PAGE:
There will be the mother of all To-Do Lists at Martine Wright’s house somewhere. Not on the fridge, groaning under the weight of family photos. Not on the noticeboard, either. More photos. Probably in her laptop where the catalogue of head-spinning activities include: pick up Oscar from school, sitting volleyball training, speech in the Lake District, go to Rio for Paralympics, meet the PM at 10 Downing Street, coffee with Mum … and now there must be a further entry:
“Buck Palace. MBE.”
If ever anyone resisted being defined by the worst day of their life, that person is Martine Wright. She is awarded an MBE in The Queen’s Birthday Honours List, officially for services to sport, but perhaps also for surviving, humour, will and spirit intact, in the face of the most appalling atrocity. A survivor of the 7/7 London bombings, she lost both legs above the knee and very nearly her life. The last to be rescued from the Circle Line carriage under Aldgate, she had lost almost six pints of blood before the fire brigade could cut her free. Her life was saved by an off-duty policewoman who found a belt to use as a tourniquet.
She can remember thinking at the time: “This is like John Wayne in one of those old Westerns when’s he’s been shot in the leg.”
That gives you the gist. And by the time she represented her country at the London 2012 Paralympics in the GB sitting volleyball team, her whole family in the crowd and her little boy sitting on his dad’s shoulders holding up a sign that said “Go Mummy Go!”, there was no question of looking back in anger.
She once said: “People ask me if I would turn the clock back. Part of me says, ‘Yeah, it would be nice to have my legs back’. But my life now is amazing. I’ve had the opportunity to do so much, meet so many people. I don’t think I would turn the clock back if I had the chance.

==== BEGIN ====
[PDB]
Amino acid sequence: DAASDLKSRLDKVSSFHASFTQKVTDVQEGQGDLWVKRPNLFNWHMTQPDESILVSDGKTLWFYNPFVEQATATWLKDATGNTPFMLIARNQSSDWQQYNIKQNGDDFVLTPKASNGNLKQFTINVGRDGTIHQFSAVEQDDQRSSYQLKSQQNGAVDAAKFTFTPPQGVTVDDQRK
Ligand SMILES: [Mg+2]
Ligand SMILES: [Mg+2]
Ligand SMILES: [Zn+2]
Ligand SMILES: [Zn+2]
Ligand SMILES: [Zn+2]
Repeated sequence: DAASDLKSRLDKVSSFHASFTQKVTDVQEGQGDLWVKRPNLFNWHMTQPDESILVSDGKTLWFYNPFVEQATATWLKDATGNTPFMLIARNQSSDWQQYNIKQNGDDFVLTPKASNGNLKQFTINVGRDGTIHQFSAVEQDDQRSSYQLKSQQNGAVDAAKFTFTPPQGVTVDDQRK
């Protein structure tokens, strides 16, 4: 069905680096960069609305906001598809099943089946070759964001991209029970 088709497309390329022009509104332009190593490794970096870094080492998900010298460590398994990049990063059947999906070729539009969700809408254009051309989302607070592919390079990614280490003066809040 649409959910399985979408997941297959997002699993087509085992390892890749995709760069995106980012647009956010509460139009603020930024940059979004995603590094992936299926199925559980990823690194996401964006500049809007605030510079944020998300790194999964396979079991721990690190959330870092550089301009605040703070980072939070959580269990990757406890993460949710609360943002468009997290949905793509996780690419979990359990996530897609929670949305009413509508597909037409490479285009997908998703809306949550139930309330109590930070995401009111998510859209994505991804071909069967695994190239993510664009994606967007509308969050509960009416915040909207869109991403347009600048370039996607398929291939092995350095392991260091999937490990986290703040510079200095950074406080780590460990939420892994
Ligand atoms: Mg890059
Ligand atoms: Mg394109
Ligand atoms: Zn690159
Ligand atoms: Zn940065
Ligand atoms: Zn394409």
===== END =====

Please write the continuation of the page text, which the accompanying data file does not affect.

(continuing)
“I can’t say getting on that train was the ‘best’ thing that ever happened to me. But it was the most life-changing thing that has had profound and positive effects.”
Oscar and his schoolmates are impressed by her bionic legs and he calls the Union Jack ‘Mummy’s flag’. Before she goes to report on the Paralympics in September she may have to explain that a few other people are allowed to borrow it for special events.
She has flown a plane, sky-dived (mercifully not at the same time) and achieved the ambition she harboured throughout her long recovery by walking down the aisle at her wedding without the aid of a stick. Staying upright during the dancing at the reception proved a step too far, but she only laughed as various guests hauled her up again. More than once.
Now she has carved out a new career as a speaker. Basically talking. “I’m paid to talk which isn’t too bad for someone they called ‘Mighty Mouth’ at school.”
That the role is perfect for her was exemplified in 2012 when she won the BBC’s Helen Rollason Award at the Sports Personality of the Year Show. A proud Londoner, born within the sound of Bow Bells, her speech was a rip-roaring tribute to sport, family, fellow athletes and the capital city itself that had hosted the Games so captivatingly. There wasn’t a ghost of recrimination for the tragedy seven years previously which had killed 52 people in the most devastating terrorist incident in the UK since the bombing of a plane over Lockerbie in 1988.
Since then she’s ‘played’ the O2 like Led Zeppelin and followed actress Jennifer Hudson on stage at Wembley Arena. A huge crowd swayed in front on her. Most mortals would quail at the sight. To her it was merely inspiration. Taking a deep breath, she let out one mighty yell: “Hallo, WEMBLEEEEEY!” in the manner of Freddie Mercury on one of more extrovert nights. The audience loved it.
Shy she is not. “More front than Sainsbury’s,” says her husband, Nick, affectionately.
There will now be keen discussions in the family about who accompanies Martine to Buckingham Palace when she receives her MBE: mother Maureen is probably in pole position, alongside Nick and Oscar. There will be a knees-up afterwards, more than likely. Probably not in the Blind Beggar pub, the old haunt of the Kray Twins, used by the Wright family when they camped out at the Royal London Hospital as Martine went through her string of life-saving operations.
Somewhere handier, more than likely. The Ritz has been warned. It should be quite a celebration.
“I’ve had my days of saying, ‘Why me?’ But with the help of my incredible family and friends, I’ve dealt with it. I’ve got new legs. Not no legs. Anything is possible.”
Martine Wright’s autobiography will be published next spring by Simon and Schuster.
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